In the Insurance industry, the insurer is the term given to the company or financial institution that sells insurance policies to customers (otherwise known as policy holders or the insured). There are many types of insurer. Some are solely insurance companies, some provide other financial services, or some might even be a regular bank.
Somebody wanting to take out insurance will approach an insurer or a middle man (broker) and discuss the available policies. The insurer will then asses the person’s risk of needing to cash out the policy, and calculate a premium amount, which is the regular payment the holder must pay in to the policy; the logic being that the higher premium will counteract the likelihood of the holder cashing out. Using life insurance as an example, if the person taking out the policy has a bad illness, the premium will be higher than somebody who is healthy, because they are more likely to pass away and cash out the policy.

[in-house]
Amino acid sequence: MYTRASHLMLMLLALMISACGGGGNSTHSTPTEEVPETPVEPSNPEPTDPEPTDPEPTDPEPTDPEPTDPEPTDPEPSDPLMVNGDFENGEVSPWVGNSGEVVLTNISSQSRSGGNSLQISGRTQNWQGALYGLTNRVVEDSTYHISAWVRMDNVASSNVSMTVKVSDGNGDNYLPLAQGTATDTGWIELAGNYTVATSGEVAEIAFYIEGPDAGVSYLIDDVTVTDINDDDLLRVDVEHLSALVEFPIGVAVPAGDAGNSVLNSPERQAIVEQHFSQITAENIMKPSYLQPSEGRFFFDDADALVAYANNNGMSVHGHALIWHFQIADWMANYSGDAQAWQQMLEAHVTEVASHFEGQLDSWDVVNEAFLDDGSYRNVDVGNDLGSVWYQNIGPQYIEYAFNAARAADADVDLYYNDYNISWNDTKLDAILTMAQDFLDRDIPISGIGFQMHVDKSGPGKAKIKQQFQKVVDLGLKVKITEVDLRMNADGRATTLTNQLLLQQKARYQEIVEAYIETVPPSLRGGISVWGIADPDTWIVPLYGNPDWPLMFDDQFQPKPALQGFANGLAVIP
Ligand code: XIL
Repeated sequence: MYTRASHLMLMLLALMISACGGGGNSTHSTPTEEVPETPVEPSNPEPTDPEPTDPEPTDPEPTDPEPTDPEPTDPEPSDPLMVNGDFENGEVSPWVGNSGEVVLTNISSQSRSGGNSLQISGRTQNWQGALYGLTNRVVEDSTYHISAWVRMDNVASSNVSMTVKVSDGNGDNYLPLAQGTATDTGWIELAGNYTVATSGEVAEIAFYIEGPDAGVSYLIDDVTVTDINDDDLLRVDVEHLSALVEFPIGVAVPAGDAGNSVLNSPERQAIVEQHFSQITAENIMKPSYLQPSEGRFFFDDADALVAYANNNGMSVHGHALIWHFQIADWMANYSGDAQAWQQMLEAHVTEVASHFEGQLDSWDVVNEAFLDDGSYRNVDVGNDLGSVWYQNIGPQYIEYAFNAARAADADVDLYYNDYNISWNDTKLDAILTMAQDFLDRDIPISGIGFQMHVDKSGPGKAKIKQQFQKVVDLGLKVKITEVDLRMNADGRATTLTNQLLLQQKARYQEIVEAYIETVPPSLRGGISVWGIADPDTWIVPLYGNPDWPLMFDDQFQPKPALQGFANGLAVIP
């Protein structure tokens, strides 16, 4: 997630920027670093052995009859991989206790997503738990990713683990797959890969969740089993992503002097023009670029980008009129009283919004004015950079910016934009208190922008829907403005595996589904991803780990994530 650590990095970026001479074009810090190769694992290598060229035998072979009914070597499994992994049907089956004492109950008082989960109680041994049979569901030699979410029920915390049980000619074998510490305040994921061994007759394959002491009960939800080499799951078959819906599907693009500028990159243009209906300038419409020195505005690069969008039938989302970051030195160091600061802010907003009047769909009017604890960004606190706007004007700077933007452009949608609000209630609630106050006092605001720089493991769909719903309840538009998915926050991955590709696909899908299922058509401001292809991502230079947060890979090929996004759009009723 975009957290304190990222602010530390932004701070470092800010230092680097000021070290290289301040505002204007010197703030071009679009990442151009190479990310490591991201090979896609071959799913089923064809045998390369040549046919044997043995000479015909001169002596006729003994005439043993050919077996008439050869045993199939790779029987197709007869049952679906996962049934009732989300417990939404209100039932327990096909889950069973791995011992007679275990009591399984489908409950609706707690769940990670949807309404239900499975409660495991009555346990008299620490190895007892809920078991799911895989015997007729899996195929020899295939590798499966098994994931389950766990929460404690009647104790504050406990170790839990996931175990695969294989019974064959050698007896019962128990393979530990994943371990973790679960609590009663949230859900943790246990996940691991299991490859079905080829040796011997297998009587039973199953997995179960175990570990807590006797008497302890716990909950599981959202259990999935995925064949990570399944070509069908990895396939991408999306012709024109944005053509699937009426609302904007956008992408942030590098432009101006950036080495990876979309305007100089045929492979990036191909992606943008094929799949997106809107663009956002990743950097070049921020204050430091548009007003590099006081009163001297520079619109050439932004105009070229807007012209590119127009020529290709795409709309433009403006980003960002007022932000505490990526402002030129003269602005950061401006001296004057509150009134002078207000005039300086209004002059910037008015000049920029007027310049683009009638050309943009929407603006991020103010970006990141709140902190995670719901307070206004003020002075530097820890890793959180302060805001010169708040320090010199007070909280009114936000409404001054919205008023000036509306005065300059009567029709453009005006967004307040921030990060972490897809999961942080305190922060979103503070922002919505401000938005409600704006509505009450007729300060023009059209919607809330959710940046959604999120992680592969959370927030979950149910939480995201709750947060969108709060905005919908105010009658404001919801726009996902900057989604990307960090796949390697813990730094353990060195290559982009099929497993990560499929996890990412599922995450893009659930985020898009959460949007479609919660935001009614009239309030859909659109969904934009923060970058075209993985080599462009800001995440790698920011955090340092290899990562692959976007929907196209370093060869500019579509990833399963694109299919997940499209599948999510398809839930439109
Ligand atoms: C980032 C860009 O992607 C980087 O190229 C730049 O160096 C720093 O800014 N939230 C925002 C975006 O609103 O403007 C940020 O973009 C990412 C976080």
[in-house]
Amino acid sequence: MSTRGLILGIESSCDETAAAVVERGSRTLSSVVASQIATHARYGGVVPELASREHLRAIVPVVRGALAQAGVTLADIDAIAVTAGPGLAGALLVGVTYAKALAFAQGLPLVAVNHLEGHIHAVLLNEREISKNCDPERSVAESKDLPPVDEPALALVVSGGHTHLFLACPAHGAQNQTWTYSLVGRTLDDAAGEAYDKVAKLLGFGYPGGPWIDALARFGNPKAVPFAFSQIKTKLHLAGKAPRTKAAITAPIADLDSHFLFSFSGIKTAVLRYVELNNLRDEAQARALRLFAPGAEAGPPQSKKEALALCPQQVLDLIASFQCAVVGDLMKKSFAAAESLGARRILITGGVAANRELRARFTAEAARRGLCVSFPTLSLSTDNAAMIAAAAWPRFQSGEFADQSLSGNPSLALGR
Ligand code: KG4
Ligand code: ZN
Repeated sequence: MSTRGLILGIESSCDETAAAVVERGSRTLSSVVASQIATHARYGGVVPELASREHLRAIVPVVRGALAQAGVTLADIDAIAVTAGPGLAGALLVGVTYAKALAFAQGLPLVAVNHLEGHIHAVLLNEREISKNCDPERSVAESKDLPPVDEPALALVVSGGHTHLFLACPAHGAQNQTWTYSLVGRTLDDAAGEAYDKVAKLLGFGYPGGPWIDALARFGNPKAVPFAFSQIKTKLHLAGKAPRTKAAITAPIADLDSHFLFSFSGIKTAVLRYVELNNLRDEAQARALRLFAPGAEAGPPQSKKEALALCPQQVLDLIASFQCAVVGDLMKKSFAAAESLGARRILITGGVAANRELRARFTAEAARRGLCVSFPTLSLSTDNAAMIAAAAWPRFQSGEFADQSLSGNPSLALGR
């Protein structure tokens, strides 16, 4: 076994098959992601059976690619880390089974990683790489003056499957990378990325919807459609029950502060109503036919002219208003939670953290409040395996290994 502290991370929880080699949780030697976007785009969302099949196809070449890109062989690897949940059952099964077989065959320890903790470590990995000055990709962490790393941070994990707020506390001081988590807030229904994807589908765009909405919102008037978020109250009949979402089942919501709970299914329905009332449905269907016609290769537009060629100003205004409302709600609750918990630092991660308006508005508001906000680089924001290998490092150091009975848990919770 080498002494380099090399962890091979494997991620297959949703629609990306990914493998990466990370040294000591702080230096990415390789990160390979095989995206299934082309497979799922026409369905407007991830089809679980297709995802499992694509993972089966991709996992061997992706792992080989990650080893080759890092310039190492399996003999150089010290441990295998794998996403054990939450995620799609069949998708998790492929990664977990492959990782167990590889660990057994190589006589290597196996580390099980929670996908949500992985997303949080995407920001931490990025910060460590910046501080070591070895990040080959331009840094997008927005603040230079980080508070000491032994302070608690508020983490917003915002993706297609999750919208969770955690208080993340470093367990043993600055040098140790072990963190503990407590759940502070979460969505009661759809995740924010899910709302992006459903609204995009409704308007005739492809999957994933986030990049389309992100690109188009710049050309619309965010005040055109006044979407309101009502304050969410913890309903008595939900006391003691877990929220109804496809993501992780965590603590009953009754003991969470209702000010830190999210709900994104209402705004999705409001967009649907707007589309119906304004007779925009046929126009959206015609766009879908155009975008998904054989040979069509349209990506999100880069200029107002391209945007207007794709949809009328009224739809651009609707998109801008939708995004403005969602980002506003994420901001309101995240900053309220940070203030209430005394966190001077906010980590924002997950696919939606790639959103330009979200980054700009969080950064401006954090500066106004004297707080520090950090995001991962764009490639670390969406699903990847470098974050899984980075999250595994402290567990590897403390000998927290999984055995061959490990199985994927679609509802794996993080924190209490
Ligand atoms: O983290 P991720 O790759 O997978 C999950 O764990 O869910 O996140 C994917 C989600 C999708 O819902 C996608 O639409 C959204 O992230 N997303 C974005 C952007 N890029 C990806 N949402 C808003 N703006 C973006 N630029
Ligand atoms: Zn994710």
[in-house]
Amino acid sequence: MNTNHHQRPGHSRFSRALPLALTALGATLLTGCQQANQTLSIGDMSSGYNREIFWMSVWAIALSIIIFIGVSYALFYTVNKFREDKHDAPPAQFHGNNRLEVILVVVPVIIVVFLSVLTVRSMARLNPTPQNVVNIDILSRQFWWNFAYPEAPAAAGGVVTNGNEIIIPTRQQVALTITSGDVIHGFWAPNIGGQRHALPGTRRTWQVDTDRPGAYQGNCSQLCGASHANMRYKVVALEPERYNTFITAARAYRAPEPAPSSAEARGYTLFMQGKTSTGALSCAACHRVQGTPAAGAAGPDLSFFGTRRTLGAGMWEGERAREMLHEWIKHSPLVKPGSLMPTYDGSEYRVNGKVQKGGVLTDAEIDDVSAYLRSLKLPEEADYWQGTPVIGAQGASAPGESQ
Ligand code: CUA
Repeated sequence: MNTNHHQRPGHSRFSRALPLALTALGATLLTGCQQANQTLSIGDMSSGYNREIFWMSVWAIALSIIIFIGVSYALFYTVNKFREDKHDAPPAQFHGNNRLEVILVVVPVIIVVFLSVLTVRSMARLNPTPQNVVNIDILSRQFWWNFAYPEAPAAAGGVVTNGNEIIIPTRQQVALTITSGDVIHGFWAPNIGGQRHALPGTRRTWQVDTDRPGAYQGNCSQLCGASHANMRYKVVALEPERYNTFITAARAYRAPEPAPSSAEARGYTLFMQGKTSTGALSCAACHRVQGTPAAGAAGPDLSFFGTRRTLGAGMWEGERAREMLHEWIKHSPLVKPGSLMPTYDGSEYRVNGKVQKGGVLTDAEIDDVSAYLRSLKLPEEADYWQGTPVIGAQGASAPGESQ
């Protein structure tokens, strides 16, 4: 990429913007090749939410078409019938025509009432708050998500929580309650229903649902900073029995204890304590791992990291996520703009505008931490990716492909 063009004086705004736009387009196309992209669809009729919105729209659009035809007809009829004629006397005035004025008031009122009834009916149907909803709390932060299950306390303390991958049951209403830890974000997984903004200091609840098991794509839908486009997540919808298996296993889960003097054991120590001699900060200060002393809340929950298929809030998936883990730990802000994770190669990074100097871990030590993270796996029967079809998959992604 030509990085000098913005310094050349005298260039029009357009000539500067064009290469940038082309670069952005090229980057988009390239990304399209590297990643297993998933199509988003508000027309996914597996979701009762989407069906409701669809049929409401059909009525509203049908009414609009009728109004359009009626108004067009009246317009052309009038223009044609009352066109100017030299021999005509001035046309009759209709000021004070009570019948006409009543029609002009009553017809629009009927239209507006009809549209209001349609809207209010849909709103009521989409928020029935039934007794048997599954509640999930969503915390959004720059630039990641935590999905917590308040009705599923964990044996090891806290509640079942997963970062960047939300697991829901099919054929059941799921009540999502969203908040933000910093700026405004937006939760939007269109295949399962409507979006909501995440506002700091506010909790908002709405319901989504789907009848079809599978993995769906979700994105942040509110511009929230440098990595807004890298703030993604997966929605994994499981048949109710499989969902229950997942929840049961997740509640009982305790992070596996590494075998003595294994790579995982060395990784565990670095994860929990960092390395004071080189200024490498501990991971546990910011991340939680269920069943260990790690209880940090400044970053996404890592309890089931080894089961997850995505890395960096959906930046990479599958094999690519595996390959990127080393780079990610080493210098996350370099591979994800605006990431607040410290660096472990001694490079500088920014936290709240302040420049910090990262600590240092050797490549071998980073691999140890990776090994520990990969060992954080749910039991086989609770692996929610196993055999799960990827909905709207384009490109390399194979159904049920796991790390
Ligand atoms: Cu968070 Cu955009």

Insurer’s make a profit from the premiums paid by their clients. Similar to a bank, the money that is held in the policy account is used by the insurance company to invest, gradually turning up a profit. A successful insurance company will be able to acquire enough investment returns to remain profitable even after a parentage of their client’s cash out. In a lot of cases policy holders never cash out their policy, meaning the money remains with the insurance company. This is a substantial amount that keeps the company solvent. A simple calculation used in the insurance industry to demonstrate their business model is:
Profit = Premiums + Investment Returns – Pay Outs – Other Business Expenses.
There are number of advanced calculations used by insurance companies to determine the likelihood of somebody cashing out, but there are always outside factors beyond the company’s comprehension.